anxiety. These are called, washers.
The publication is without
scintilla of doubt useful, but, it has the capacity to generate anxiety, and
washers who would or could be affected psychologically.
Now let me throw the
searchlight briefly on the potency of the research. According to the research
publication, the researchers collected cedi notes at random from ready-to-eat
food sellers on the KNUST campus. Additionally, 70 currency notes were
collected at random. The currency notes studied were 30 one-cedi notes and 10
of the 10-cedi notes as well. Therefore, the sample population for the study
was the ready-to-eat food sellers on the KNUST campus, and not the entire
Kumasi Metropolis. Hence, to generalise the research findings to the entire
population and loads of currency notes in circulation is unacceptable.
The sample size is too small;
therefore, the error margin is great. The potency of the research would have
been strong or high if it was generalised or related to the community or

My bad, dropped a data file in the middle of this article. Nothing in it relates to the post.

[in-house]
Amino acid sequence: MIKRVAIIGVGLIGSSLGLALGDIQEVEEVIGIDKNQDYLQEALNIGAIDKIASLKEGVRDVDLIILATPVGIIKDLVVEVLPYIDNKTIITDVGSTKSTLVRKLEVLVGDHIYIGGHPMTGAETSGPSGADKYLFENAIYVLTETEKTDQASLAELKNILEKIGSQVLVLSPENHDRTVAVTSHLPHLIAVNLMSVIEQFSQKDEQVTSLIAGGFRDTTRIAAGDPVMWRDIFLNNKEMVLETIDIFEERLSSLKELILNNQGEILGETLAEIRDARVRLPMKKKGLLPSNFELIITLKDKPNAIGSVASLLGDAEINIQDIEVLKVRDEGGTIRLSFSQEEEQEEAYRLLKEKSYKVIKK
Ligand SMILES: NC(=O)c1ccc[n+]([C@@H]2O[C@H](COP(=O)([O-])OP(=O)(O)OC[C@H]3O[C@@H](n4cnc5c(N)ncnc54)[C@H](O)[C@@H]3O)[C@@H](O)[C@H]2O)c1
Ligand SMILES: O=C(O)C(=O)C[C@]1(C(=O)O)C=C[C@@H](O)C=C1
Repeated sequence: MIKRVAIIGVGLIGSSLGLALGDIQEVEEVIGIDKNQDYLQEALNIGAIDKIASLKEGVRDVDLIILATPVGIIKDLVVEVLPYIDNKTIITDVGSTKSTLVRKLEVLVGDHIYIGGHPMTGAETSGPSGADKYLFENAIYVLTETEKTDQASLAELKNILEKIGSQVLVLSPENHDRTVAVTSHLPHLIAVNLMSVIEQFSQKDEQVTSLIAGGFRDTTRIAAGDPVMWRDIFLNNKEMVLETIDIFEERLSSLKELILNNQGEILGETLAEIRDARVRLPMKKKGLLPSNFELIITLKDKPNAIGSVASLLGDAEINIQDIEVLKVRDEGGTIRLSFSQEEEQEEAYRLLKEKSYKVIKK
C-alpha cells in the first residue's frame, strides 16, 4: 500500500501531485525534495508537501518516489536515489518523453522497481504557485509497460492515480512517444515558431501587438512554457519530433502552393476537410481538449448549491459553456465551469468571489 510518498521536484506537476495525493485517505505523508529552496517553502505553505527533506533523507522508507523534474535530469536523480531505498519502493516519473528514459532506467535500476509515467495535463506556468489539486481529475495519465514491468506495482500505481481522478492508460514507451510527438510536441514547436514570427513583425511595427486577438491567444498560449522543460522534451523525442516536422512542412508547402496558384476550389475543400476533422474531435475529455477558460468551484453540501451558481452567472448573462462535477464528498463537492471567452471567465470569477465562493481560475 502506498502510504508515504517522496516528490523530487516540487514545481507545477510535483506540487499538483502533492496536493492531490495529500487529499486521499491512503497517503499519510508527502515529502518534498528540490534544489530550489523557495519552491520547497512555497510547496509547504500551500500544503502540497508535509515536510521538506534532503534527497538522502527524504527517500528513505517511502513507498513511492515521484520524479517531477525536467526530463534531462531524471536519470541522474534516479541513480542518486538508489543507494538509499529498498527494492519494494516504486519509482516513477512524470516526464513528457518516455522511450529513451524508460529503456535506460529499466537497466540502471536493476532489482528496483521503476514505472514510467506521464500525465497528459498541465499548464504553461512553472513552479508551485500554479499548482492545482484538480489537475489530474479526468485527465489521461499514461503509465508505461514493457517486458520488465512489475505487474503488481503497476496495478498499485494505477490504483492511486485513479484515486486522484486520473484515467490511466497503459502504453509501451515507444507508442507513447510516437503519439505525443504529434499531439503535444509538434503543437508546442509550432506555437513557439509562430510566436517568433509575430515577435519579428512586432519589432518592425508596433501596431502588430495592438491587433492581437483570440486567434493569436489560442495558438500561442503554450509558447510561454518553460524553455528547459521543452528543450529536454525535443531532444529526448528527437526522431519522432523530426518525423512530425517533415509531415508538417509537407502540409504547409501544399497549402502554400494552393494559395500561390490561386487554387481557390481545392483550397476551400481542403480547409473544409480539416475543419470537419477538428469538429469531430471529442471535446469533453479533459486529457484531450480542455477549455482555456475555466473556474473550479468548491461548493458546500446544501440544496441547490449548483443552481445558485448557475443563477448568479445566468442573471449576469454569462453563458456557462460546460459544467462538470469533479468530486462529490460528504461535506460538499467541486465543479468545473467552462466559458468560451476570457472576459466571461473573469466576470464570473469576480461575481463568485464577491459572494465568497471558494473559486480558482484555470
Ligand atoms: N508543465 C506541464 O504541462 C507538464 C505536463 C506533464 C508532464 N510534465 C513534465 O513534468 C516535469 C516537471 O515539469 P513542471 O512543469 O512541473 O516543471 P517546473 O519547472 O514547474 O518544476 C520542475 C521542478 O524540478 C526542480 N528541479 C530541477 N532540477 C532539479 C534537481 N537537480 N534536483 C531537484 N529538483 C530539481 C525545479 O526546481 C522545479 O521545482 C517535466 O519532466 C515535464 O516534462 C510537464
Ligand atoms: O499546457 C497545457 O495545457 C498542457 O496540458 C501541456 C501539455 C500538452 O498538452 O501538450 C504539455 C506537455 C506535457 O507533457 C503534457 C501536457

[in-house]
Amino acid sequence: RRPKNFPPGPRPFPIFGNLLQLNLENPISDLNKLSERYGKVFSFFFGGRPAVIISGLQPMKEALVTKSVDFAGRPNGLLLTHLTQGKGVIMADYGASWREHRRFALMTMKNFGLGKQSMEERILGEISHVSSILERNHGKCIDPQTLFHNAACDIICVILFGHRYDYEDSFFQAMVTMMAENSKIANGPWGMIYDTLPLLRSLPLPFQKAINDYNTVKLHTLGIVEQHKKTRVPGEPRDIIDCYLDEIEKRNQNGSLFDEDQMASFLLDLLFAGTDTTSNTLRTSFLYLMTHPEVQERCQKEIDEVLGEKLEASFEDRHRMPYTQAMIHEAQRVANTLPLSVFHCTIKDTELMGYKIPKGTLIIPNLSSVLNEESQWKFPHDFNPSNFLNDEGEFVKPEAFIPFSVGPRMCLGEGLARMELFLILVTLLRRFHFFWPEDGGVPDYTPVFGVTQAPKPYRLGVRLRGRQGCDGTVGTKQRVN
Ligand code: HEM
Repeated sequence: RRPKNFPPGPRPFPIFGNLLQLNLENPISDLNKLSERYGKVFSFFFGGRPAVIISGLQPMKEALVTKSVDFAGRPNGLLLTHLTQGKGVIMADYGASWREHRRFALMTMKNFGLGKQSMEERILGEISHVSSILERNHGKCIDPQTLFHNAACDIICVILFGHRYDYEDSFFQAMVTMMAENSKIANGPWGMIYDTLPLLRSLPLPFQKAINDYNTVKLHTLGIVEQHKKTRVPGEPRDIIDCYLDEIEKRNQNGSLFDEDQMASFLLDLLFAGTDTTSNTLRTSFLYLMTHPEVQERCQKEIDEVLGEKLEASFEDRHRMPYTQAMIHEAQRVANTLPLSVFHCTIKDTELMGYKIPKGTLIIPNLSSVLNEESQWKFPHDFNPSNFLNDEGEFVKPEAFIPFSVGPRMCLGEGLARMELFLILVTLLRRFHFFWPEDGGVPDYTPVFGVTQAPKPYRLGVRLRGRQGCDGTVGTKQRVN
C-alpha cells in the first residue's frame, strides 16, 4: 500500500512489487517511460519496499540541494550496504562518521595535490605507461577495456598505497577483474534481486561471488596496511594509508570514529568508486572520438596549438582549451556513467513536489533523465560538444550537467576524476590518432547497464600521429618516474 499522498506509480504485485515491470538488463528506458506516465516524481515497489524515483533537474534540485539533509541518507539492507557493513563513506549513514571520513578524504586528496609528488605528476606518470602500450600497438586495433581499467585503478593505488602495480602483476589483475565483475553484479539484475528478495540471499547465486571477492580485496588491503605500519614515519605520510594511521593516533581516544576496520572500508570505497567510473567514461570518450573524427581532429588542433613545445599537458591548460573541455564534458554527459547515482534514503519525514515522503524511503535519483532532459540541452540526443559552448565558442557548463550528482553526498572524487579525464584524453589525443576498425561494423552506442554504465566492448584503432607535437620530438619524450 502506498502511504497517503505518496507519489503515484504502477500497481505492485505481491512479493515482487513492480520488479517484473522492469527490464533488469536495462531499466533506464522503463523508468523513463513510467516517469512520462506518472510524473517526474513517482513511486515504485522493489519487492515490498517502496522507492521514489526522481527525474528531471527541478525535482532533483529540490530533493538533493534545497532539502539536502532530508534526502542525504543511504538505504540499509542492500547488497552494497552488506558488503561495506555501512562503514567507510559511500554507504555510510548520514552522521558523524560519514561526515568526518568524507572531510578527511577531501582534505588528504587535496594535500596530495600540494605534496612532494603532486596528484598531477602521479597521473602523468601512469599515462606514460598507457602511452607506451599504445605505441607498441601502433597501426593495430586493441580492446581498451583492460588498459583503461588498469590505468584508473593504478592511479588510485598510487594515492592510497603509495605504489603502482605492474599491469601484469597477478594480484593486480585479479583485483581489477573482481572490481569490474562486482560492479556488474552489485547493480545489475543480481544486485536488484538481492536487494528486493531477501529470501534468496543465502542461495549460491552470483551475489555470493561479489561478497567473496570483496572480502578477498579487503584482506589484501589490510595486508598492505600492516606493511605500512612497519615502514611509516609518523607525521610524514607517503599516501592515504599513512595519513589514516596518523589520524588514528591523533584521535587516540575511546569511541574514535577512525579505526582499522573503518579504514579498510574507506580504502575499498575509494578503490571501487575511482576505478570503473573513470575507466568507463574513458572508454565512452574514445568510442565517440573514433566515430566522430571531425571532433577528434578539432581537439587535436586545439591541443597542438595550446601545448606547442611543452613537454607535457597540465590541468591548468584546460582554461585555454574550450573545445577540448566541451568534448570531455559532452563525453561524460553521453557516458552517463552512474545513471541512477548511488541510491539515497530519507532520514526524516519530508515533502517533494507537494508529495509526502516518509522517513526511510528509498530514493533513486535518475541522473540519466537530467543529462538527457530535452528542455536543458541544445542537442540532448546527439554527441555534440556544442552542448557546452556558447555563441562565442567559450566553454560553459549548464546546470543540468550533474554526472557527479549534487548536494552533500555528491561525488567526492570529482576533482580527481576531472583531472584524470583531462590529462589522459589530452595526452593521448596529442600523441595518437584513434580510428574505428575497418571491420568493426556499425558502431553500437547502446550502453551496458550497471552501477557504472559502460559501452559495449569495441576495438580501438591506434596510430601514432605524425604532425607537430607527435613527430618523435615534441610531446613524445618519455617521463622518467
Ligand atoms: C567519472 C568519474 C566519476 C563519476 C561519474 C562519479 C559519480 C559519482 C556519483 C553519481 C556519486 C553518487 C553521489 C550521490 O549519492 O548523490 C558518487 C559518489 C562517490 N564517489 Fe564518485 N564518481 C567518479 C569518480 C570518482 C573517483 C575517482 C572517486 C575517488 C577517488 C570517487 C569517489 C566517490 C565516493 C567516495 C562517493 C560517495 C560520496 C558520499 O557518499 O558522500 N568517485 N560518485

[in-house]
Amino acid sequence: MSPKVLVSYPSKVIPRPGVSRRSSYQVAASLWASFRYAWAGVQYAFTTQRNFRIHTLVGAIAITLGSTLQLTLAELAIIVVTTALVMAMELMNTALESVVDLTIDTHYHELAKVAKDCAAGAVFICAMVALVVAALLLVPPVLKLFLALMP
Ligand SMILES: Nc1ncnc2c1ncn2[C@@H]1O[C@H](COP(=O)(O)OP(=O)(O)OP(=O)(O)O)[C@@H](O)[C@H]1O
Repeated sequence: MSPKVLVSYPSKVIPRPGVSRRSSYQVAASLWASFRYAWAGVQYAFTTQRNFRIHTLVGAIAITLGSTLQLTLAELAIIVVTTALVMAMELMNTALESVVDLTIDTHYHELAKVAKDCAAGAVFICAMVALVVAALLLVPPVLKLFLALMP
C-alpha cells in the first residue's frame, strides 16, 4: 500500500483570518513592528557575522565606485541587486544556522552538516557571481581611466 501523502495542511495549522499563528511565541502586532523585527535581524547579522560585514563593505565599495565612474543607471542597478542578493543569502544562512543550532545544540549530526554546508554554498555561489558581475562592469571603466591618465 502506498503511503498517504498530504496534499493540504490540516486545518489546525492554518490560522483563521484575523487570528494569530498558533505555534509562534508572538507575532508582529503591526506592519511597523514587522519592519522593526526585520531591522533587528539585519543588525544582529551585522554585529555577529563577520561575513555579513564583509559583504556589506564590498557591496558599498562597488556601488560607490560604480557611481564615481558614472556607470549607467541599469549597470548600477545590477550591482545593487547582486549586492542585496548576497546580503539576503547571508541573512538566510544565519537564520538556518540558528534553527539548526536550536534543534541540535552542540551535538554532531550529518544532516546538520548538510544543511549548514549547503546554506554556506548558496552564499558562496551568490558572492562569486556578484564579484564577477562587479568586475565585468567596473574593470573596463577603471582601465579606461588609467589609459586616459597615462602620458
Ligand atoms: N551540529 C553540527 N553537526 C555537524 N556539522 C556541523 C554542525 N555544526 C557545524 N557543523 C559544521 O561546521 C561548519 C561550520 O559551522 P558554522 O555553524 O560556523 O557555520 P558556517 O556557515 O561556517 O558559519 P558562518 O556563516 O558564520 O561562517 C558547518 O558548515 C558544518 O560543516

communities within and around the Kwame Nkrumah University of Science and Technology
(KNUST) campus respectively. But to be extended to the entire country weakens
the strength of the research. Knowing that, the larger the sample size the
smaller the error margin and vice versa.
The researchers have
brought to the fore a very relevant aspect of our daily life under the auspices
of the Daily Graphic, a pat on their shoulders. The situation where studies of
this nature are related to the larger population, instead of the community or
communities among whom it is conducted, brings a lot of concern. The KNUST
community research findings cannot be attributed to even the entire Kumasi
Metropolis, not to consider the Ashanti Region, more so Ghana. Suffice, let’s
take a cue from the work and inculcate the culture of hand washing.
The Daily Graphic should
also seek psychologically advice on stories of this nature; in order not to generate
anxiety among the populace. Anyway, thank you for the education, which is one
of your roles.